1

Both "Cov" and "Var" are used to represent the covariance matrix of the vector $\bf X$. See for example this Wikipedia remark: Nomenclatures differ. Some statisticians, following the probabilist William Feller, call the matrix $\Sigma$ the variance of the random vector X, because it is the natural generalization to higher dimensions of the 1-dimensional ...


1

By definition, $L$ is the max of $U$ and $1-U$. The max of two numbers is less than something if and only each of the numbers is less than that something. By this argument, we've shown: $$\{L<t\} = \{U<t, 1-U<t\}.$$


1

$U$ is the break point which lies uniformly distributed on $(0;1)$. $L$ is the length of the longer side of the break.   This is somewhere on $[\tfrac 1 2; 1)$ . When the break point $U$ is less than $1/2$ the length of the longer stick is $1-U$, and other wise it is $U$. So, for any $\tfrac 1 2\leq l\leq 1$, then the longer length being less than ...


1

The probability of selecting $y_1$ of $N_1$ white balls in a sample of $n$ from $N$ (where $3\leq n< N_1$ is: $$\mathsf P(Y_1=y_1) = \dfrac{\binom{N_1}{y_1}\binom{N-N_1}{n-y_1}}{\binom{N}{n}}$$ Which is a Hypergeometric Distribution, whose mean and variance you should know; or you can obtain by using indicators. Let $Y_{1,i}$ be the indicator that the ...


0

You have to read carefully. Here, the probability of a girl means the probability of at least one girl. You have $$P(\hbox{one child is a girl}) = 1 - P(\hbox{no child is a girl}) = 1 - P(\hbox{two boys}) = \frac{1}{4}. $$ Now you are calculating the conditional probabilty $$P(\hbox{two girls}| \hbox{at least 1 girl} = {P(\hbox{two girls})\over P(\hbox{at ...


0

I feel like people are always left with a feeling of "sure, I see how you can obtain that result but why isn't my interpretation correct?" Here's my latest attempt to address this issue. http://math.stackexchange.com/a/1801261/342573.


0

You have taken ten samples, each with an independent probability for success of $0.30$. The probability for no failures is the probability for all $10$ being successes.   What is that? The probability for at least one success is the probability for not "no failures".   (Hint: Law of Complements.)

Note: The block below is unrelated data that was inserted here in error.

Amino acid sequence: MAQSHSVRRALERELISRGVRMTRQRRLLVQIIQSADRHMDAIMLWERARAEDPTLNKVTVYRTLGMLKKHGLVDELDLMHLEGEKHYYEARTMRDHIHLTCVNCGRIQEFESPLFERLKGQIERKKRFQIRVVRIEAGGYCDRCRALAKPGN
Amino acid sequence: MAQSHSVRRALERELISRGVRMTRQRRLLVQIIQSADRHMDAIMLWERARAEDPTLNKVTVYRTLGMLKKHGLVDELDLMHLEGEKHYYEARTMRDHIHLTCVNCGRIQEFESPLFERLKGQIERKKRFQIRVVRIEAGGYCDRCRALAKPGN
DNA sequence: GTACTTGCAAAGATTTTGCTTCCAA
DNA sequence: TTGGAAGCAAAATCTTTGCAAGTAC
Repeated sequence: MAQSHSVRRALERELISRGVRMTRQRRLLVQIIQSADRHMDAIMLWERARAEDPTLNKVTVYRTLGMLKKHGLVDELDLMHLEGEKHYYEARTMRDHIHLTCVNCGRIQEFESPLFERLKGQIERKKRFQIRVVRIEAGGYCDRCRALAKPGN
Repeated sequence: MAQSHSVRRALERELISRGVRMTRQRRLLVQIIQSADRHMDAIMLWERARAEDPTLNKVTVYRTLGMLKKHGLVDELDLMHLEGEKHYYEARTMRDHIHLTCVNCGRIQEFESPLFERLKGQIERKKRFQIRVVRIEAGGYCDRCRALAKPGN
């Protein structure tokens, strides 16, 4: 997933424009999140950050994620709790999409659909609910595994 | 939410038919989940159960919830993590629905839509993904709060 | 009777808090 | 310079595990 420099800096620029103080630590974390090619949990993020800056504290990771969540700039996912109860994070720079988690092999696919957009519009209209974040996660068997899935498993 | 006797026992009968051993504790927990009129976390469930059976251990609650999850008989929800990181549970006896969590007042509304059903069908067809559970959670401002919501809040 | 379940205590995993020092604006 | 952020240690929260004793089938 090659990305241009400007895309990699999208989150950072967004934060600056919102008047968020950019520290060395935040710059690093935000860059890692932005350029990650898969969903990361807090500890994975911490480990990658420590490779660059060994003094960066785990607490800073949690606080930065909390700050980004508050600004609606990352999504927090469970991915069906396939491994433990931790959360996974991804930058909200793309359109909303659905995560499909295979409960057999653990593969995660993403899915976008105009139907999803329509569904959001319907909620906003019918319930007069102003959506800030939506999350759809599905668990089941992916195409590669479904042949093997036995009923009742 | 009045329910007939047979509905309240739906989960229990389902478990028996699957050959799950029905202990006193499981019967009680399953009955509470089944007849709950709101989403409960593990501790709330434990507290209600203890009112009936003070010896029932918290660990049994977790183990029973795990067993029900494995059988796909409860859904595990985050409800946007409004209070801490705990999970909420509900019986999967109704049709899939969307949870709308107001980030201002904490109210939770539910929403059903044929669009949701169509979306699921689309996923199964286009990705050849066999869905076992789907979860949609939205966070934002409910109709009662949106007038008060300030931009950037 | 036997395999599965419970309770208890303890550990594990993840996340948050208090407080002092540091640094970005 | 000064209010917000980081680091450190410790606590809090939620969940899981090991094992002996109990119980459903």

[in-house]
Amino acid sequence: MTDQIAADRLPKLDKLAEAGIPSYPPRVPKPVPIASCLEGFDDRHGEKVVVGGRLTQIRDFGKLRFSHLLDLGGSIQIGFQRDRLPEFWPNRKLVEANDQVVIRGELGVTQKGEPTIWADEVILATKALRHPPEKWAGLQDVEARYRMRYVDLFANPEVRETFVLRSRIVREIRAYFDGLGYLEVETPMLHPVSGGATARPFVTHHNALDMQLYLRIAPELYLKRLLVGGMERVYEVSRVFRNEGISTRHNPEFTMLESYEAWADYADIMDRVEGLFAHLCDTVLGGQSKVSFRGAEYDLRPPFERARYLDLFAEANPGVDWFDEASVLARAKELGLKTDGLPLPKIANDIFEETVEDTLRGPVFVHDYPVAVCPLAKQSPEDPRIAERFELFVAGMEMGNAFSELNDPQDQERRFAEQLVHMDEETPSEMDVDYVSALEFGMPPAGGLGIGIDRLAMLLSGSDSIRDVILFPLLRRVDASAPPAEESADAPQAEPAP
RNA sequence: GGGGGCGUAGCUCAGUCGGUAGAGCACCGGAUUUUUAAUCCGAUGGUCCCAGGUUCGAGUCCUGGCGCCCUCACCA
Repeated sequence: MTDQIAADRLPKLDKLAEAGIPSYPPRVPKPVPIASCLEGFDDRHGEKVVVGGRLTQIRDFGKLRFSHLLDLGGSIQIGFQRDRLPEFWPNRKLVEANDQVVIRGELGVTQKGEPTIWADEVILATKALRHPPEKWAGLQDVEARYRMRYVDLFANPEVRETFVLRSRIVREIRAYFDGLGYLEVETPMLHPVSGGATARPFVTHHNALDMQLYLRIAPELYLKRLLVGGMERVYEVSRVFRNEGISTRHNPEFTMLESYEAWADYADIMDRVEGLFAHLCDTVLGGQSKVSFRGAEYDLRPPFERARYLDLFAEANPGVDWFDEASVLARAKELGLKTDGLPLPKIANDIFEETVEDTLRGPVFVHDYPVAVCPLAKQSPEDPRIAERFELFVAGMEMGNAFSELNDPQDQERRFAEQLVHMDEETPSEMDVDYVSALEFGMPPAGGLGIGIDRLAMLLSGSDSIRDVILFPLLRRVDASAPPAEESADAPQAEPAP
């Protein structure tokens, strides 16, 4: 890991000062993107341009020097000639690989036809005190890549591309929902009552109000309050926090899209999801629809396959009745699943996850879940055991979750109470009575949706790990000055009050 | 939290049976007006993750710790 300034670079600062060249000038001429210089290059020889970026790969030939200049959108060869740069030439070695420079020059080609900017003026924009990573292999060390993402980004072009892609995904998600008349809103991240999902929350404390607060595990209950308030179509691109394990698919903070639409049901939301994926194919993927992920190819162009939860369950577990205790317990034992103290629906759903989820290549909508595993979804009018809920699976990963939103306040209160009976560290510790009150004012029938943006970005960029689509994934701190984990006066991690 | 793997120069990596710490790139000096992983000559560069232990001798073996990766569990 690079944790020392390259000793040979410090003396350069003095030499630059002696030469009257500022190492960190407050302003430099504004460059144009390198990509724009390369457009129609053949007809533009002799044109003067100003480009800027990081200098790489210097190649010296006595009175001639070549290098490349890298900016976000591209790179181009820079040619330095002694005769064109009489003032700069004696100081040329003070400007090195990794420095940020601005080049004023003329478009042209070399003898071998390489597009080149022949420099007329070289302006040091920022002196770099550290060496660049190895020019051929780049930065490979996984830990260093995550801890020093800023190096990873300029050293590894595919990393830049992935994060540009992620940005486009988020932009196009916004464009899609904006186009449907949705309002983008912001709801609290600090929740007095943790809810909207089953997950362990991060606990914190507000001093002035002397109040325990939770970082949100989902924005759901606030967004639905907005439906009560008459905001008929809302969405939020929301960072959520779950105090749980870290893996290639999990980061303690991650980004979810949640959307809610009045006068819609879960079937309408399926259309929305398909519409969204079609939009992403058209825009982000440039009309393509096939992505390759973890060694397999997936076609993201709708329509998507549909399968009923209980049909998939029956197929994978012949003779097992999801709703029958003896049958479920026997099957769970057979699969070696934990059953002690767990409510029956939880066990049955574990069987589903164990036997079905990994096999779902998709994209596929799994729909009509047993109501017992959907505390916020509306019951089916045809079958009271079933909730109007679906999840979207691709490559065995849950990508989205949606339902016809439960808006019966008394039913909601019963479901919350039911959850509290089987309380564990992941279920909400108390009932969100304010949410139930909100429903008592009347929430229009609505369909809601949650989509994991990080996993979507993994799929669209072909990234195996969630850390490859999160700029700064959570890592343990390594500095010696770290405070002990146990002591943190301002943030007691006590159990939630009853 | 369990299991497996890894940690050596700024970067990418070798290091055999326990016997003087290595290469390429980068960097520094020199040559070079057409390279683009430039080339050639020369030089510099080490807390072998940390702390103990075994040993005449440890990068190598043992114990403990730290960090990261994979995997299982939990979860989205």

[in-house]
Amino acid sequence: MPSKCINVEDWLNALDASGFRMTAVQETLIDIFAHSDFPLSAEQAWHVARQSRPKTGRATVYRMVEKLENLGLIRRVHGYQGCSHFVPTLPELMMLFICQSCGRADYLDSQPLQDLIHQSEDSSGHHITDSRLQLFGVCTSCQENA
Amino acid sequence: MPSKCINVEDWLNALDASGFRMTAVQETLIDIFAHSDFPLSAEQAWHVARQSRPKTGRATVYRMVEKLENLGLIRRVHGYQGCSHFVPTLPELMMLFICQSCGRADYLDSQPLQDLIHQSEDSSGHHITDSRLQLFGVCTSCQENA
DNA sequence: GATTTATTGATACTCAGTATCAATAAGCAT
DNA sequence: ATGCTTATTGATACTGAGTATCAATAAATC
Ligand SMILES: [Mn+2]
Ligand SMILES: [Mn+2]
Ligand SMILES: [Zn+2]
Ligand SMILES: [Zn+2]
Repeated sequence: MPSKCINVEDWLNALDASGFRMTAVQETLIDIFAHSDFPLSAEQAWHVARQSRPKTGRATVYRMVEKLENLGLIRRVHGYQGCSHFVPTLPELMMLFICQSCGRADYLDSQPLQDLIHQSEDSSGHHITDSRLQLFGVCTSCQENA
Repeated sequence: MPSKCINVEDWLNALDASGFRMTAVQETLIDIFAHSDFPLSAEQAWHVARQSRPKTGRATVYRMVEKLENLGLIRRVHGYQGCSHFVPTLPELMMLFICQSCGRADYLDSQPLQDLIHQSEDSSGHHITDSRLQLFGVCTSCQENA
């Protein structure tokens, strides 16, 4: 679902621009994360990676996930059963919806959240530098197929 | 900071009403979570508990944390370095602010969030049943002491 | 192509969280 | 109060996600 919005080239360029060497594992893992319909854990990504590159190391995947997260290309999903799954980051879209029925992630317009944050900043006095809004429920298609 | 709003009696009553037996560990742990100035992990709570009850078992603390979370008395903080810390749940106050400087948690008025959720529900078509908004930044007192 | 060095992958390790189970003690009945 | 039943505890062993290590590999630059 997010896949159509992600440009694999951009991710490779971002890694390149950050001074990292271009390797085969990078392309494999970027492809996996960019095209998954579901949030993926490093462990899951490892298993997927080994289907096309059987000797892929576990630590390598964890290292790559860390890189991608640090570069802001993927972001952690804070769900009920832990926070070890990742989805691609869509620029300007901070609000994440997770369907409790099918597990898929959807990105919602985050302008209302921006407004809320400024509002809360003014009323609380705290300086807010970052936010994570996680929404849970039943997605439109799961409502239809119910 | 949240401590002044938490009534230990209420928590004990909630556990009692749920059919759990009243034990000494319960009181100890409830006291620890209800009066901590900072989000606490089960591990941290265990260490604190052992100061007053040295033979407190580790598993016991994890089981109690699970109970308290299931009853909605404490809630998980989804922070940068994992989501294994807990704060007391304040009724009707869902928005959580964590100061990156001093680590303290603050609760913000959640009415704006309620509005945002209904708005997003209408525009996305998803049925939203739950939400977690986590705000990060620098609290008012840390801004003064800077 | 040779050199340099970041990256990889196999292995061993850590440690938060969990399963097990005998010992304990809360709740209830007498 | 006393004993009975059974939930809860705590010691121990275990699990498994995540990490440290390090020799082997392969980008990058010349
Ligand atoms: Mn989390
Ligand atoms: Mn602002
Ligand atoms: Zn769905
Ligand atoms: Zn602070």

1

I believe you're correct, the answer 1/3 is correct based on the wording of your problem. According to your problem, there is no specification on whether the boy is the oldest or youngest and therefore, the boy's siblings can either be a older sister, younger sister, or a brother. Notice that the boy can't have an older or younger brother, because the ...


0

You need to state your assumptions. However, below is a hint for a solution given typical assumptions. Hint: To compute the probability of no failures you may want to look at the Binomial random variable. The second question is the typical kind of question in which it is easier to compute the probability of the complement first and then compute ...


26

Both probablyme and carmichael561 have given a good approach to the problem, but I thought I'd point out why the solutions given by you and your classmates (?) are erroneous. The problem common to both approaches is that they neglect the probability that you die from earlier jelly beans. You take the first jelly bean, and you have a $1/10$ probability of ...


20

So you live if you do not choose a deadly jellybean :) And we die if we select at least one deadly bean, so I think it goes as follows $$P(\text{Die}) = 1-P(\text{Live}) = 1-\frac{\binom{10}{0}\binom{90}{10}}{\binom{100}{10}}=0.6695237889.$$ In this case, we literally have good beans and bad beans, and we select without replacement. Then the number of bad ...


13

It's easier to find the complementary probability; i.e. the probability that all $10$ jellybeans are safe. There are ${90\choose 10}$ ways to choose $10$ safe jellybeans, and ${100\choose 10}$ to choose any $10$ jellybeans, so the probability that you survive is $$ \frac{{90\choose 10}}{{100\choose 10}}=\frac{90\cdot 89\cdots 81}{100\cdot 99\cdots 91}$$ The ...


4

Calling the persons $P_i$ there is a probability of $7^{-5}$ that person $P_i$ steps out on floor $i$ for every $i\in\{1,2,3,4,5\}$. There are $5!$ rearrangements for the persons that result in a step out of exactly one person at the floors $1,2,3,4,5$. Moreover there are $\binom75$ ways to choose $5$ floors. So we end up with probability ...


4

This is easiest if we treat the people as being distinguishable. There are $7$ floors each person can go to, and since the floors are chosen independently, there are $7^5$ total ways for the people to get off of the elevator. There are $\binom{7}{5} = 21$ ways to choose different floors for all $5$ people, and having chosen these floors, there are $5!$ ...


3

Hint: We use inclusion-exclusion. $$P(A\cup B\cup C) = P(A)+P(B)+P(C)-P(AB)-P(AC)-P(CB)+P(ABC)$$ We are told that $AB = \varnothing$ which implies that $ABC = \varnothing$, and $$P(AB) = P(ABC) = 0.$$ So we have $$P(A\cup B\cup C) = P(A)+P(B)+P(C)-P(AC)-P(CB).$$


0

Your expression looks not quite right. If $r=n$ then that term for the probability is negative. If $n<3$ then the whole thing is nonsensical. One can see for $n=r$ and $n=r-1$ the term for the conditional probability will be zero, because there aren't enough magenta balls. So I'd pick a reasonable number ($n=6$, say) and write out the probabilities ...